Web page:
Although Delta appears to be claiming that its website provides a better purchase experience than travel websites, it's more plausible that they're really looking for brand differentiation here in much the same way. Delta likely believes air travel shouldn't be treated as a commodity. For example, it probably thinks it offers a higher quality of service than a discount airline like Sprit.
This attitude isn't uncommon from companies who believe they offer customers a higher quality product than some competitors. The big airlines may be beginning to view themselves like luxury companies. And just like you don't see Gucci or Prada desperate to get on Wal-mart's shelves, these airlines might not be as interested in attracting customers merely looking for the cheapest tickets available through travel websites.
But the story is more complex than that a push for greater brand recognition alone. The USA Today article also explains why Americans is no longer on Orbitz:
American, on the other hand, says that it's not interested in shrinking the number of outside outlets that sell its flights. Instead, it wants Orbitz to switch to a technology system that informs fliers about the ever-growing array of services the airline offers for a fee, such as priority boarding, which bring the airline over $1 billion a year in additional revenue.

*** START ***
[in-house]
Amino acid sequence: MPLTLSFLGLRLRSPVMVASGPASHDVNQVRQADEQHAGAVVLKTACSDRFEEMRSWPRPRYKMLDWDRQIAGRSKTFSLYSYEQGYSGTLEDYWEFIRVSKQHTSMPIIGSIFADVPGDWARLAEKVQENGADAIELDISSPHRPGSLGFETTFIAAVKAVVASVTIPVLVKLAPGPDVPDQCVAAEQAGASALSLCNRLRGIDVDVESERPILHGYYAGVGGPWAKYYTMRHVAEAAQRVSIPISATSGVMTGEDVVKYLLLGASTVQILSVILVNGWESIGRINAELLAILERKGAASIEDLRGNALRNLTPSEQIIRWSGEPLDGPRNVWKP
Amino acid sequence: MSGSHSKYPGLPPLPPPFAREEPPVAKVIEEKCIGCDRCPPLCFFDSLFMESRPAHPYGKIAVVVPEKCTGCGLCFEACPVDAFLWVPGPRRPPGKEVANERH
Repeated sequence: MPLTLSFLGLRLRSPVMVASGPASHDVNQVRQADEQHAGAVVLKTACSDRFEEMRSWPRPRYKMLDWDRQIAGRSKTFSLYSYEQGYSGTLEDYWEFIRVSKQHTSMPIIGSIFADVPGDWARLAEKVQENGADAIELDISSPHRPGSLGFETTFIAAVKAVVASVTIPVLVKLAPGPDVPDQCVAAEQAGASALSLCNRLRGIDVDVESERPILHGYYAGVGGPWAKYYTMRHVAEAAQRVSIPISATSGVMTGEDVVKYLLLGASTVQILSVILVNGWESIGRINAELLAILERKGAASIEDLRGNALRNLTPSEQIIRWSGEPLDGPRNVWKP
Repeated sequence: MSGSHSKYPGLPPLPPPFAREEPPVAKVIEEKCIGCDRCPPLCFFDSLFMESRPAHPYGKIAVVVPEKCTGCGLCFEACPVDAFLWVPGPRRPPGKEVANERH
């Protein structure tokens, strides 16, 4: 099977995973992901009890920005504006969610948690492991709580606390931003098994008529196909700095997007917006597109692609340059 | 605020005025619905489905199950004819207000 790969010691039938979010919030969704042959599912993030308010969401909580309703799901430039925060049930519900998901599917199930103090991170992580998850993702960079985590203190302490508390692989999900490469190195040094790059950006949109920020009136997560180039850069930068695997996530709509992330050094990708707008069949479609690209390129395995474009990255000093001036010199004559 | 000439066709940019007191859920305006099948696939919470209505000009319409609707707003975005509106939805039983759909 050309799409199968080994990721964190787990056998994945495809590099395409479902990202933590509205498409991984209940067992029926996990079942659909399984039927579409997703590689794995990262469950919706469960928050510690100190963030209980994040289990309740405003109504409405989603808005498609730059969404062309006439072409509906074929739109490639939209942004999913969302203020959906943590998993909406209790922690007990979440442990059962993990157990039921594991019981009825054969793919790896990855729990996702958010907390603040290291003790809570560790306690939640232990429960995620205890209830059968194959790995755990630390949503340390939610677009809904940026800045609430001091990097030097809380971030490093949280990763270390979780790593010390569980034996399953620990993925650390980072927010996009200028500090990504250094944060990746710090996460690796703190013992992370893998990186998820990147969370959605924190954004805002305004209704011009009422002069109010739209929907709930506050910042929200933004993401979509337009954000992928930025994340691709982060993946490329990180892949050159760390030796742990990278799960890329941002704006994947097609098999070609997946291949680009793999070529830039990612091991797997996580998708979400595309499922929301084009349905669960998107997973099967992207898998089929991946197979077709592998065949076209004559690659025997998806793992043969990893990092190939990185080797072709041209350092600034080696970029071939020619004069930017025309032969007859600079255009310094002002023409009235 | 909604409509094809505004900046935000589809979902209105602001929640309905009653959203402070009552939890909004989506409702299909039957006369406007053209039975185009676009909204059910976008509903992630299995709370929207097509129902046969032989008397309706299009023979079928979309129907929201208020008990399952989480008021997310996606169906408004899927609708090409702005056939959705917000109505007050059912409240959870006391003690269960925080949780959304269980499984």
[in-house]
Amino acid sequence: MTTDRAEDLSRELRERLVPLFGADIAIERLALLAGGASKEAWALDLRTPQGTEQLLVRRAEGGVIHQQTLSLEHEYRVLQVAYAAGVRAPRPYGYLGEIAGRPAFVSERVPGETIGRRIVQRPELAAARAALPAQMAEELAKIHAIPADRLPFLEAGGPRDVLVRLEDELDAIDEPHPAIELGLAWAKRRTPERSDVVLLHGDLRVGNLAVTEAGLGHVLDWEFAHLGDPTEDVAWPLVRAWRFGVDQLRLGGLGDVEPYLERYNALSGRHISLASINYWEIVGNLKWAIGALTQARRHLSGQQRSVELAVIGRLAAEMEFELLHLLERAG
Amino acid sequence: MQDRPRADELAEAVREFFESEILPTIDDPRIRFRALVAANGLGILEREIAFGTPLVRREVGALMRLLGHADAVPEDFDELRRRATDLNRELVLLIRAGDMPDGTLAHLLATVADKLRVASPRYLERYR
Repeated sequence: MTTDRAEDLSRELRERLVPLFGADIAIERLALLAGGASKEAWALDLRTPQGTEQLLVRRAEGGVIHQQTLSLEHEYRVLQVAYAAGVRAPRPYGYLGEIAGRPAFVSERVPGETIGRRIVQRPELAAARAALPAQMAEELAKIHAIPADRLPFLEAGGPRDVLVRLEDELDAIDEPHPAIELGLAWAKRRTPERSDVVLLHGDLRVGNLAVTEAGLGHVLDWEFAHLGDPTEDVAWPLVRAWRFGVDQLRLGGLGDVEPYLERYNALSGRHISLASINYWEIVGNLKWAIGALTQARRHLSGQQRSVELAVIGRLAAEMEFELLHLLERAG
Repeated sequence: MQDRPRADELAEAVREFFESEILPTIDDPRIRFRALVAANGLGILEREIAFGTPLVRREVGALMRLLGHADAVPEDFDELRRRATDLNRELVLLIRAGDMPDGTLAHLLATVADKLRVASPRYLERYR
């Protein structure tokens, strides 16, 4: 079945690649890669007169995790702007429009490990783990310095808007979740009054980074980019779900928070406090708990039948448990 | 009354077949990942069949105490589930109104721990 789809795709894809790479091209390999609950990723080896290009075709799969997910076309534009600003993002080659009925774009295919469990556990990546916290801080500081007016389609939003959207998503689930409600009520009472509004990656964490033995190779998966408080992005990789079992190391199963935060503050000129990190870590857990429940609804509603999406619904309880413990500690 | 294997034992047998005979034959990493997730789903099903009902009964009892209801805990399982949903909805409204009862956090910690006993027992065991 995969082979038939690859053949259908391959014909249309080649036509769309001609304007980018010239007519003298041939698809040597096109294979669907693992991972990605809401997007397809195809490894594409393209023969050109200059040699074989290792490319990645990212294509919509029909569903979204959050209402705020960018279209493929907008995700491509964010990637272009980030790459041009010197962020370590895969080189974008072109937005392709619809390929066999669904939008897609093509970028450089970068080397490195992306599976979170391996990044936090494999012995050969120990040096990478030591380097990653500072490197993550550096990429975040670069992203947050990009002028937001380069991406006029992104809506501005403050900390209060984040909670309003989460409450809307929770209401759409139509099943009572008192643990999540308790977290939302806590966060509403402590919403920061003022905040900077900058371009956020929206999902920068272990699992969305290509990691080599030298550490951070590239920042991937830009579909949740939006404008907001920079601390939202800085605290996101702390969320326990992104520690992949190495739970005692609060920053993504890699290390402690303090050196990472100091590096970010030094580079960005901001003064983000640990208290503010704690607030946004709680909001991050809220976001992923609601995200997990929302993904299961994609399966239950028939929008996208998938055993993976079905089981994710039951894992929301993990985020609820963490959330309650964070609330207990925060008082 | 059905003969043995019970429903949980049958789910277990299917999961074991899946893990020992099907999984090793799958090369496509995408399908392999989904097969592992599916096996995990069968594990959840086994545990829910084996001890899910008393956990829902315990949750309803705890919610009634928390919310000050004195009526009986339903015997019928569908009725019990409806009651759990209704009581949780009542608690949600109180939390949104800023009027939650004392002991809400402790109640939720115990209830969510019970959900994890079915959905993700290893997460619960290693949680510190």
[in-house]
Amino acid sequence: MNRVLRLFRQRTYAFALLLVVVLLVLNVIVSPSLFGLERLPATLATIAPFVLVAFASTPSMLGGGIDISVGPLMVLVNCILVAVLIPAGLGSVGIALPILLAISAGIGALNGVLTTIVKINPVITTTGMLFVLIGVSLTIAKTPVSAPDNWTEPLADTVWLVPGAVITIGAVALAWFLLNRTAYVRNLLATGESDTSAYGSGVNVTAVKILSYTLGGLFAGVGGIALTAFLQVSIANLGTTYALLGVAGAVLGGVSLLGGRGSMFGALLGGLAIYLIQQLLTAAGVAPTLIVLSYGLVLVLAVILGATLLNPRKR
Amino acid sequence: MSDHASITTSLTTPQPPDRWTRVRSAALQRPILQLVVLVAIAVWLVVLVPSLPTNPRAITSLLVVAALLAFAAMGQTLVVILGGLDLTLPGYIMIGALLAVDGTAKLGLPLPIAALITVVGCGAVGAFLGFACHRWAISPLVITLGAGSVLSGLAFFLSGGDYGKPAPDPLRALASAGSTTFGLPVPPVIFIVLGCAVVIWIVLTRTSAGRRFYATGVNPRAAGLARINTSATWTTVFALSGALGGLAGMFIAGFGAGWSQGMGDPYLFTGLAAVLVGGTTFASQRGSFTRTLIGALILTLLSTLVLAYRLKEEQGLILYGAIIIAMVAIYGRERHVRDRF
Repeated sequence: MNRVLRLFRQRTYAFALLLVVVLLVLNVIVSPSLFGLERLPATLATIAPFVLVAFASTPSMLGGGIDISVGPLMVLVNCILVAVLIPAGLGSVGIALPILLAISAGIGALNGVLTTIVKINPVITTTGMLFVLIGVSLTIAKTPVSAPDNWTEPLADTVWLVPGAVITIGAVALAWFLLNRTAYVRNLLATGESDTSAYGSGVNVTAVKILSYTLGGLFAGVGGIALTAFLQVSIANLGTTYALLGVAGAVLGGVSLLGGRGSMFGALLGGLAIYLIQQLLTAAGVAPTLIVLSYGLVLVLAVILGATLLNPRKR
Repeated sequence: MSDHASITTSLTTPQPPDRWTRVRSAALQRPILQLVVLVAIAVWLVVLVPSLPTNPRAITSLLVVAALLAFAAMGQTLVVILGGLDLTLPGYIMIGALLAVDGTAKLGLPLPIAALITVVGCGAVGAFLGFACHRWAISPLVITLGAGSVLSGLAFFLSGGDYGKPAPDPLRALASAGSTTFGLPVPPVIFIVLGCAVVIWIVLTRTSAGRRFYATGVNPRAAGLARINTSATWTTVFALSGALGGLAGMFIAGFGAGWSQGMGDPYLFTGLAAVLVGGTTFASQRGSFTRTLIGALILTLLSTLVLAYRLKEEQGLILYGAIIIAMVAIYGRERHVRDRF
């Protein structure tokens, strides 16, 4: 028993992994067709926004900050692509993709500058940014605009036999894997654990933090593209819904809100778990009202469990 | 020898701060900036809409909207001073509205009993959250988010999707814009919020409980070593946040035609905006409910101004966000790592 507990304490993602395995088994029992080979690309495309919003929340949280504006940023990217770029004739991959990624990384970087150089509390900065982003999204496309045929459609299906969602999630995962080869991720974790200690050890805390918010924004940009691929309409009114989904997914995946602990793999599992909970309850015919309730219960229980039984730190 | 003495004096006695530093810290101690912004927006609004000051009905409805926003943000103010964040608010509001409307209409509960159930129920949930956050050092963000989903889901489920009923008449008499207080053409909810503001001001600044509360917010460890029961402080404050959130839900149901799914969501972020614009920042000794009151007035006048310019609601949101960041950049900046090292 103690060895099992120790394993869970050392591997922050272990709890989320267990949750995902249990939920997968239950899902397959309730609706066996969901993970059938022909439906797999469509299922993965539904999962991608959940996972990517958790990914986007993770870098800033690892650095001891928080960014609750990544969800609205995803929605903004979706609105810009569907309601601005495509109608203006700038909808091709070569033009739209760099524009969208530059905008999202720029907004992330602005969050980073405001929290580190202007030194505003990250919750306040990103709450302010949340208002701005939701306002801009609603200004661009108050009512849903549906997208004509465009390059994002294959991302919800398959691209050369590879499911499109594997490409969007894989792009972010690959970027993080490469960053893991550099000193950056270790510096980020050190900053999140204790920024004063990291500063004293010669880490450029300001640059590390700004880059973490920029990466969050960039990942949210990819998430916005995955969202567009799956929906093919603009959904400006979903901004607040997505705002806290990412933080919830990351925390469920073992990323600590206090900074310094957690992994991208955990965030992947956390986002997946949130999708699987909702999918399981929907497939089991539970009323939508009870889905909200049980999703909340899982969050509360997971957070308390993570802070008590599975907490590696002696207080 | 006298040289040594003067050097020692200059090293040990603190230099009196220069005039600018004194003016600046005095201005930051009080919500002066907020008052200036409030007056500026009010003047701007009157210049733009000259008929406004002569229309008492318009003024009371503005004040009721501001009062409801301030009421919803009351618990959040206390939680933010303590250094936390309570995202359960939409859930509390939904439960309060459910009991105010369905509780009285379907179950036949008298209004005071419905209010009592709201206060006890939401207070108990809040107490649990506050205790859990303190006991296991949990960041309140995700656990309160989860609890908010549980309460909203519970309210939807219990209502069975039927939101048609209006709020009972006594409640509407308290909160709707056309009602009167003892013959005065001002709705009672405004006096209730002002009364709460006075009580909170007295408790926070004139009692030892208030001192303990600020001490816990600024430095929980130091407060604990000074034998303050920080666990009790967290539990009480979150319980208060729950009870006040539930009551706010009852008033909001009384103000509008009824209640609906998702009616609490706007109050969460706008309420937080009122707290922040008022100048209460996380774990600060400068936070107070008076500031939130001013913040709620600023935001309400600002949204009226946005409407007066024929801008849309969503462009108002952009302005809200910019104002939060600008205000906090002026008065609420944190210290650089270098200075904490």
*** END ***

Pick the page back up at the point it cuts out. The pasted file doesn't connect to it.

At a time when airlines are increasingly relying on fees from a la carte extras as a source of revenue, travel search websites do oversimplify. For example, Spirit charges for carry-on and checked baggage. U.S. Air charges for only checked baggage. On Jet Blue, your carry-on and first checked bags are free. So the ticket prices that pop up on Orbitz for these three airlines may be misleading. Which ultimately provides the cheapest trip depends on more than just the fare shown.
Currently, these sites actually benefit airlines with more fees, because their ticket price appears cheaper, since it doesn't include all the additional charges, initially hidden from view. It's actually a pretty fair argument that airlines want full disclosure about fees so that consumers really know what they're getting. And of course, if the travel site has no way to provide customers with the ability to add on additional fees at the time of booking, like purchasing a premium seat instead, then this could impact airline profits.
But this isn't the only profit-related concern that airlines have about their flights appearing on travel sites. One reason not cited in that USA Today article, but almost certainly pushing airlines away from these sites, has to do with eliminating a middle man. Currently, sites like Orbitz and Expedia rely on global distribution systems to collect the information for their fare searches. Airlines pay a fee fro these services so that travel agents can access their flight pricing data.